HISTORIC PENNSYLVANIA BULL ELK ON DISPLAY
The Great Elk Tour is on display near Benezette through Oct. 2.
Killed unlawfully in a 2014 poaching spree, one of the largest bull elk in Pennsylvania history is making its way back to the state’s elk range as part of a traveling display of exceptional elk.
A mount of the bull known as the “Historic Pennsylvania Poaching Bull” is part of the Rocky Mountain Elk Foundation’s Great Elk Tour, which arrives today at the Winslow Hill Viewing Area, near Benezette in Elk County.
The Great Elk Tour will remain on display through Sunday, Oct. 2.
The Historic Pennsylvania Poaching Bull was taken alongside two others in a night of poaching by three men in Karthaus Township, Clearfield County in September 2014. Wildlife Conservation Officer Mark Gritzer had been staking out the area where the giant 10- by 9-point bull had been hanging and was quick to intercept the poachers after the shot rang out. The three men each pleaded guilty to their charges, and their sentences included time in jail and fines totaling almost $39,000.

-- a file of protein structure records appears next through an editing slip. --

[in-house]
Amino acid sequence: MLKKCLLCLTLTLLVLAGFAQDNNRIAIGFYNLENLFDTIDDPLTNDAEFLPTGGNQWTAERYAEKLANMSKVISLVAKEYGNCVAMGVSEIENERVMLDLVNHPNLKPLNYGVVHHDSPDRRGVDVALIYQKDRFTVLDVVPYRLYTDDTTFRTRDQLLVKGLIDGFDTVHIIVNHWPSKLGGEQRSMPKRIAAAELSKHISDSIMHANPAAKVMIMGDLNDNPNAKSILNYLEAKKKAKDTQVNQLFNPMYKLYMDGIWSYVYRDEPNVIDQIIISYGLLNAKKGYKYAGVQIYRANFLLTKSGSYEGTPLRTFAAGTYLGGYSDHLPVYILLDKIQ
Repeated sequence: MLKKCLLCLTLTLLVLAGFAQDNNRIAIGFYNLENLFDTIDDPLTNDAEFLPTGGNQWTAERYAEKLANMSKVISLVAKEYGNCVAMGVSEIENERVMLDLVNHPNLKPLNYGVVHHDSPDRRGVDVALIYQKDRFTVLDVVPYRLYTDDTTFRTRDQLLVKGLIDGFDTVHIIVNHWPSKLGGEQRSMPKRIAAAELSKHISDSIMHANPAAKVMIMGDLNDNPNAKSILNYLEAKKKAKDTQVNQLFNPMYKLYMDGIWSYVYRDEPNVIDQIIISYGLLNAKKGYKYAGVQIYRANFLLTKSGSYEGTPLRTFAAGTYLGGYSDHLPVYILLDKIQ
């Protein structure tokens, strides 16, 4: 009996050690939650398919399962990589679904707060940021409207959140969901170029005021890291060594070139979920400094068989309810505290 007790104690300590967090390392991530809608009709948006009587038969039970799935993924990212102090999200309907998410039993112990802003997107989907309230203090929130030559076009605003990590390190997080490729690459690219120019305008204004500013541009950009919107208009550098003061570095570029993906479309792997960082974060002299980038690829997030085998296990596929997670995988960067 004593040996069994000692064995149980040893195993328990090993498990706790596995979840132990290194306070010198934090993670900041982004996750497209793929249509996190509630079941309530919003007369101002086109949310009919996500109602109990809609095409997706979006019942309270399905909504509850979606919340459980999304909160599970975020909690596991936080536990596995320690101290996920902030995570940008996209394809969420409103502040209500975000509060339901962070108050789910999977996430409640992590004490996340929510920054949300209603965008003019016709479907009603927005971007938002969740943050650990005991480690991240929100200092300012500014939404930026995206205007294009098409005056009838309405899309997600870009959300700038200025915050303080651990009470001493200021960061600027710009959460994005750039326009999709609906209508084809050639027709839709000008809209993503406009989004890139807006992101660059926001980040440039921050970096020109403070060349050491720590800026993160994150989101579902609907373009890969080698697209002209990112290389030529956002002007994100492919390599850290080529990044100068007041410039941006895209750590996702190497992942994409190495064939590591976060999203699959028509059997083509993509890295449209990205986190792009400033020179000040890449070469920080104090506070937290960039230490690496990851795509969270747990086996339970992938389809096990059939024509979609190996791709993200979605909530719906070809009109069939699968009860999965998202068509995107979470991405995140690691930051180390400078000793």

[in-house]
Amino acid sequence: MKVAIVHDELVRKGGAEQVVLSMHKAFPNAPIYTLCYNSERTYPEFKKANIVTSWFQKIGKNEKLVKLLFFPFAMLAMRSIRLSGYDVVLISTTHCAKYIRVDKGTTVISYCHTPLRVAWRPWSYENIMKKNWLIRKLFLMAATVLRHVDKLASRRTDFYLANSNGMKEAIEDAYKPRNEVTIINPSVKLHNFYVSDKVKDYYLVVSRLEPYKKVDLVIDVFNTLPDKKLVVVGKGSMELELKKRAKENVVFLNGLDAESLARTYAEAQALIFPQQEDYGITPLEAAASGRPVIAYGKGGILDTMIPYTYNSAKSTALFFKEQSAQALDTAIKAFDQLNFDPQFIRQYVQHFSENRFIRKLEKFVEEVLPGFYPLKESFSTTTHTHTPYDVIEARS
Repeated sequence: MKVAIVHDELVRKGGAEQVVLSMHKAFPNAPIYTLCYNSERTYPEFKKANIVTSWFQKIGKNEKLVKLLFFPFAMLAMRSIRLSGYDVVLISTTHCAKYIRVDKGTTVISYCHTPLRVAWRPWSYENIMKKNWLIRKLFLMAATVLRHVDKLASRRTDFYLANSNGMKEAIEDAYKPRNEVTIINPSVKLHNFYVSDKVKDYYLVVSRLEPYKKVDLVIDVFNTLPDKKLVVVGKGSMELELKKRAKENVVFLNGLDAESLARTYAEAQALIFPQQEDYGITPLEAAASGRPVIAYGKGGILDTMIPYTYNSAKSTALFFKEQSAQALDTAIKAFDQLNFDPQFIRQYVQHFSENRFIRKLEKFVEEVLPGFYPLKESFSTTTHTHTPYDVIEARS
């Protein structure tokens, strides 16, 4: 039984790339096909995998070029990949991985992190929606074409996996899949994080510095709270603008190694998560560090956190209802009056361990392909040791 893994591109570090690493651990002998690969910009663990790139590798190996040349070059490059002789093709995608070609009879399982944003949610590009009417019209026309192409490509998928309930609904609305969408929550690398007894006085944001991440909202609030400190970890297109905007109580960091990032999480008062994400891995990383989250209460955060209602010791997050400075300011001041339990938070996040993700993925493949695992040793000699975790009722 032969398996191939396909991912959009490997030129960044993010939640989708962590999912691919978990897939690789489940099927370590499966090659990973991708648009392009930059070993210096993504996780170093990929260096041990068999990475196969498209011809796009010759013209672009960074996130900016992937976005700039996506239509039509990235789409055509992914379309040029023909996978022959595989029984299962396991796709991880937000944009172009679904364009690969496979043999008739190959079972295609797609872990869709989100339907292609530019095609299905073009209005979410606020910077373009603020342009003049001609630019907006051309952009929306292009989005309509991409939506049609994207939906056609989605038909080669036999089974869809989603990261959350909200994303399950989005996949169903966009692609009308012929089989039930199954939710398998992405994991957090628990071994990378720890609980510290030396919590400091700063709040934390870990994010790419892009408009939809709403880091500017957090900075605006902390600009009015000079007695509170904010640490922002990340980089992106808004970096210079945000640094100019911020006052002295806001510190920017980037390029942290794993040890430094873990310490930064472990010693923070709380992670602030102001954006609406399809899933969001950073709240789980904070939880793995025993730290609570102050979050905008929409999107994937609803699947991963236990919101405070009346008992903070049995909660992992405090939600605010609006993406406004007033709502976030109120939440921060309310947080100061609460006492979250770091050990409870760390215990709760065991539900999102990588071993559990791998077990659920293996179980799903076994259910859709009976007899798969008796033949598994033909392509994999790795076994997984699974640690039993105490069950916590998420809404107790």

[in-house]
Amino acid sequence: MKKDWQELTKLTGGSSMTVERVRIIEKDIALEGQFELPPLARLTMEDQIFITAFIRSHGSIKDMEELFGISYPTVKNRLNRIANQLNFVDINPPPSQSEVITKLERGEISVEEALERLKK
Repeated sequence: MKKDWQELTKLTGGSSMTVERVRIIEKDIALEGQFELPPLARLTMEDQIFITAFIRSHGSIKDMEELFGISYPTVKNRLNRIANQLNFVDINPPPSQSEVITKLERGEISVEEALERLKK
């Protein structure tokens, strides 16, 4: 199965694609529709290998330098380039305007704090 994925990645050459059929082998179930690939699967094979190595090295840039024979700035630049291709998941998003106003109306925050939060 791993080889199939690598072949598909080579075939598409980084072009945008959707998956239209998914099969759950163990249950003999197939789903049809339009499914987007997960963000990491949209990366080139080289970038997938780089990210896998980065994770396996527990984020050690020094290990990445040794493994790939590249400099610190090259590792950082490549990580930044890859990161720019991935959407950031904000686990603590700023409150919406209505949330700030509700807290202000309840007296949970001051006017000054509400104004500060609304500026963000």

With the case resolved, the Rocky Mountain Elk Foundation has had a mount fashioned from the elk’s cape and antlers. Following completion of this year’s Great Elk Tour, it will be returned to the Game Commission’s ownership.
With a Boone & Crockett gross score of 460 1/8 inches, the Historic Pennsylvania Poaching bull is the largest among those on the tour this year. It’s the largest poached bull in state history, and among the largest ever.
Game Commission Executive Director R. Matthew Hough said the historic bull is a testament to the quality elk Pennsylvania produces. It exemplifies the reason people are flocking to the state’s elk range to view elk, and why a growing number have submitted applications each year in hopes of hunting them.
“While it’s a shame to lose an animal of this quality to a senseless, unlawful act, from a conservation perspective, this is a case to be proud of,” Hough said. “It shows the dedication of our officers, who often work overnight and into the next morning to catch poachers in the act. It shows the resolve of our justice system to take these cases seriously. And it shows that, through the generosity of partner organizations like the Rocky Mountain Elk Foundation, a trophy like this won’t entirely go to waste as it’s put on display for all to see.”
Mark Holyoak, director of communication for the Rocky Mountain Elk Foundation, said the impressive mount provides a unique teaching opportunity.
“Featuring the Pennsylvania bull among the six Great Elk Tour mounts gives us the opportunity to talk about the importance of legal, ethical hunting and its vital link to conservation,” Holyoak said. “We are grateful to our partners at the Pennsylvania Game Commission for their dedication and are excited to bring the tour back to Pennsylvania.”